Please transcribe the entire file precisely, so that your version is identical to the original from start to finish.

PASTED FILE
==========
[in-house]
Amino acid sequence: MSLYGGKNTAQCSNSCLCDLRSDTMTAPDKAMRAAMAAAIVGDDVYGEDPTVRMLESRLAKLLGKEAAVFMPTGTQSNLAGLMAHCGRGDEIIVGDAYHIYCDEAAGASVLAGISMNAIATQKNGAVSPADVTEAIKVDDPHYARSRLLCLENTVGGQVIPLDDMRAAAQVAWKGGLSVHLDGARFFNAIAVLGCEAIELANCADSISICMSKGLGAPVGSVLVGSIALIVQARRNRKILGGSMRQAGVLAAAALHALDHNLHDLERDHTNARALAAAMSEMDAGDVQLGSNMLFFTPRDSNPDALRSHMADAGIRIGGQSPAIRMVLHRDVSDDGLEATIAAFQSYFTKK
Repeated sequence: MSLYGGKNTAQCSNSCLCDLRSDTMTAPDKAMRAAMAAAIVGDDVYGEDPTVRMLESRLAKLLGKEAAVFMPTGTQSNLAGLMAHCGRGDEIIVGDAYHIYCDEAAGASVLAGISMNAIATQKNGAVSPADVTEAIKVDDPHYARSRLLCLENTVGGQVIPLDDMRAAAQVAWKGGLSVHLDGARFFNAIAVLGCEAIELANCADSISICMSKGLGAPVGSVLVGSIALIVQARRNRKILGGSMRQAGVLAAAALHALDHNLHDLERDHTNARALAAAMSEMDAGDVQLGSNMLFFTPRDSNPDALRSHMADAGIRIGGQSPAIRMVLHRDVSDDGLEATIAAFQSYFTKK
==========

[in-house]
Amino acid sequence: MSLYGGKNTAQCSNSCLCDLRSDTMTAPDKAMRAAMAAAIVGDDVYGEDPTVRMLESRLAKLLGKEAAVFMPTGTQSNLAGLMAHCGRGDEIIVGDAYHIYCDEAAGASVLAGISMNAIATQKNGAVSPADVTEAIKVDDPHYARSRLLCLENTVGGQVIPLDDMRAAAQVAWKGGLSVHLDGARFFNAIAVLGCEAIELANCADSISICMSKGLGAPVGSVLVGSIALIVQARRNRKILGGSMRQAGVLAAAALHALDHNLHDLERDHTNARALAAAMSEMDAGDVQLGSNMLFFTPRDSNPDALRSHMADAGIRIGGQSPAIRMVLHRDVSDDGLEATIAAFQSYFTKK
Repeated sequence: MSLYGGKNTAQCSNSCLCDLRSDTMTAPDKAMRAAMAAAIVGDDVYGEDPTVRMLESRLAKLLGKEAAVFMPTGTQSNLAGLMAHCGRGDEIIVGDAYHIYCDEAAGASVLAGISMNAIATQKNGAVSPADVTEAIKVDDPHYARSRLLCLENTVGGQVIPLDDMRAAAQVAWKGGLSVHLDGARFFNAIAVLGCEAIELANCADSISICMSKGLGAPVGSVLVGSIALIVQARRNRKILGGSMRQAGVLAAAALHALDHNLHDLERDHTNARALAAAMSEMDAGDVQLGSNMLFFTPRDSNPDALRSHMADAGIRIGGQSPAIRMVLHRDVSDDGLEATIAAFQSYFTKK